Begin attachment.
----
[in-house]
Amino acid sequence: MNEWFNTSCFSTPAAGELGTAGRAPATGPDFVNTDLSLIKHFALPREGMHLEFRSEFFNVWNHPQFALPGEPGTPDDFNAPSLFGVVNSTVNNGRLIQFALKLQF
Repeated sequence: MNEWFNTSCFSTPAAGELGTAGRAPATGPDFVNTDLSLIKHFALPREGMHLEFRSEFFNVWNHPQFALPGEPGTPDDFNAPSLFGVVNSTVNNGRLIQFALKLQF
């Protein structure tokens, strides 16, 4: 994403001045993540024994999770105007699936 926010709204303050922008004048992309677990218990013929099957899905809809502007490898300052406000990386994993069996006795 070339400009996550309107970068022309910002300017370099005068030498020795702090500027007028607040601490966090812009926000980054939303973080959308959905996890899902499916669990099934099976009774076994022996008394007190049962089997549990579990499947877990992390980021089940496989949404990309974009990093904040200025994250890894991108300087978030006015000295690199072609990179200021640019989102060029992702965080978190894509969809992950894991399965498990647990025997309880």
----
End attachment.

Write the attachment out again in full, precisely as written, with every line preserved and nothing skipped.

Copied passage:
[in-house]
Amino acid sequence: MNEWFNTSCFSTPAAGELGTAGRAPATGPDFVNTDLSLIKHFALPREGMHLEFRSEFFNVWNHPQFALPGEPGTPDDFNAPSLFGVVNSTVNNGRLIQFALKLQF
Repeated sequence: MNEWFNTSCFSTPAAGELGTAGRAPATGPDFVNTDLSLIKHFALPREGMHLEFRSEFFNVWNHPQFALPGEPGTPDDFNAPSLFGVVNSTVNNGRLIQFALKLQF
């Protein structure tokens, strides 16, 4: 994403001045993540024994999770105007699936 926010709204303050922008004048992309677990218990013929099957899905809809502007490898300052406000990386994993069996006795 070339400009996550309107970068022309910002300017370099005068030498020795702090500027007028607040601490966090812009926000980054939303973080959308959905996890899902499916669990099934099976009774076994022996008394007190049962089997549990579990499947877990992390980021089940496989949404990309974009990093904040200025994250890894991108300087978030006015000295690199072609990179200021640019989102060029992702965080978190894509969809992950894991399965498990647990025997309880």